Duncan Harley reviews Some Mothers Do ‘Ave ‘Em at HM Theatre Aberdeen
Originally starring Michael Crawford as Frank Spencer, the story-lines featured the hapless Frank innocently stumbling his way through life whilst creating complete confusion amongst all who came into contact with him.
Catch phrases such as “Mmmm – nice” and references to the cat having “done a whoopsie” litter the scripts and Crawford’s portrayal of the accident-prone Frank generally embodies an element of camp-comic- innocence.
Somehow ‘Some Mothers’ has managed to dodge those often-wearying daytime television schedules which feature endless re-runs of Dads Army and On the Buses, which is probably the saving grace which makes Guy Unsworth’s stage adaptation palatable to a 21st century audience.
Suitably de-camped and replete with good old-fashioned double-entendres, this revival of the TV classic works well on the stage and should appeal widely.
Those of us familiar with the BBC original may find that Joe Pasquale’s interpretation of the Frank Spencer character takes a little bit of adjusting to. Yes, there is the familiar shrill Spencer tone and those infuriatingly spectacular miscommunications certainly fit the bill. But is this enough?
Fortunately, after only a very few minutes exposure to a more mature Frank a script replete with the familiarly iconic bungling awkwardness reveals that all is well in Spencer-land.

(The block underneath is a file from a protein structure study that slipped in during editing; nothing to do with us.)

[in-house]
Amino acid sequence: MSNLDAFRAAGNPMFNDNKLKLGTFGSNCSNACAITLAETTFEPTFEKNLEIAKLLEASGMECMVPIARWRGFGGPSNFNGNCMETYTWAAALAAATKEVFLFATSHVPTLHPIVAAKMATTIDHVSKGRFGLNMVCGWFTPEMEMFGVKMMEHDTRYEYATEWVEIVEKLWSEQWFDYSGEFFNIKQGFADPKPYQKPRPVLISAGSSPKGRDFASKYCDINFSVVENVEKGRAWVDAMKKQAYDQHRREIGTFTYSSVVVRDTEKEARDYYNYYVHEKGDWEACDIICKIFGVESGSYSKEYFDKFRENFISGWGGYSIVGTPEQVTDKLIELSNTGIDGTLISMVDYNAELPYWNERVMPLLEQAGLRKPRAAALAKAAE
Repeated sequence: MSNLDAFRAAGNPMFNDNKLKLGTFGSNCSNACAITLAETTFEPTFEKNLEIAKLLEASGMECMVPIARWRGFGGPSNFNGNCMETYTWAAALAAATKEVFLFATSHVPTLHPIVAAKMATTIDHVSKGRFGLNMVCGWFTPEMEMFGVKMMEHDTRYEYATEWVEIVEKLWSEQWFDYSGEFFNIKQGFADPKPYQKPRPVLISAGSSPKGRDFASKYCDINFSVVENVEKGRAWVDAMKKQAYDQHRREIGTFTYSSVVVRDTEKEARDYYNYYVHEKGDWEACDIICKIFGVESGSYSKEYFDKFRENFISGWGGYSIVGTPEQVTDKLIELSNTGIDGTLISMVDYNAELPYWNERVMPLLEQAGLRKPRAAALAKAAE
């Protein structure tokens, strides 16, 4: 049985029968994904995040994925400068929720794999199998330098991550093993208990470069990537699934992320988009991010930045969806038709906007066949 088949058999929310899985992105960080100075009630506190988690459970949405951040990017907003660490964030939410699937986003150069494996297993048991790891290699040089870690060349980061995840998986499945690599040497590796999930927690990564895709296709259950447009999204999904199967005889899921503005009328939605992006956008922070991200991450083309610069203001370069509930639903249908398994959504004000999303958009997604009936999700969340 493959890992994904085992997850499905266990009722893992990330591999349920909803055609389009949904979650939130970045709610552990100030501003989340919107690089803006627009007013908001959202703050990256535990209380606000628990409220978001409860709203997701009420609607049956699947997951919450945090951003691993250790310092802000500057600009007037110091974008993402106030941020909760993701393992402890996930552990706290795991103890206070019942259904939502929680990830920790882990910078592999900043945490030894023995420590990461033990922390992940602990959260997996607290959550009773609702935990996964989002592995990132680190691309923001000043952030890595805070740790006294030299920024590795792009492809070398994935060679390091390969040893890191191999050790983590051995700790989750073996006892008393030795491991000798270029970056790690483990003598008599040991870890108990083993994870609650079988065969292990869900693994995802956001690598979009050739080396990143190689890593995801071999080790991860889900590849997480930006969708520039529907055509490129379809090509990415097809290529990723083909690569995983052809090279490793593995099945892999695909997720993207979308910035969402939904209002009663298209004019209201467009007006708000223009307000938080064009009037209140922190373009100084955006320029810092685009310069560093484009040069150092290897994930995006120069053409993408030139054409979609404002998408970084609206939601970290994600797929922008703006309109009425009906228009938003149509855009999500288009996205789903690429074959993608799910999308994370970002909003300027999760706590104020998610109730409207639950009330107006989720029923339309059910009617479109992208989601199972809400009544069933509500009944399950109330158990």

With the trademark blue beret and Bogart themed gaberdine trench coat firmly to the fore and a benign portrait of a young Humperdinck gracing the living-room wall, Pasquale excels in the role and it is soon clear that Frank is back with a vengeance.
The plot involves a good few misunderstandings regarding Frank’s impending fatherhood, a splendidly drunken mother-in-law played by Barbara Fisher and of course Frank’s thwarted ambitions to become a stage-magician.
A rapidly crumbling set, complete with indoor chicken shed come granny flat only adds to the hilarity as Frank’s DIY skillset is found to be somewhat wanting. Exploding electrics, faulty plumbing and dodgy banisters are only a small part of it all and by the final curtain the Spencer house is literally in ruins.
Frank’s long-suffering wife, Betty is played pretty much true to the original by Sarah Earnshaw but with a few splendidly new twists and David Shaw-Parker’s Father O’Hara Duelling Banjos sketch really has to be seen to be believed.
The slap-stick routines, the absurdities of a farcical storyline and the double entendres fly thick and fast throughout this production which begins somewhat appropriately with Frank’s iconic line “Hello Betty, I’m home”.
And indeed, he is.
Some Mothers Do ‘Ave ‘Em plays at HMT Aberdeen until Saturday April 14th
Tickets from Aberdeen Performing Arts Tel: 01224- 641122
Words © Duncan Harley and Images © HMT Aberdeen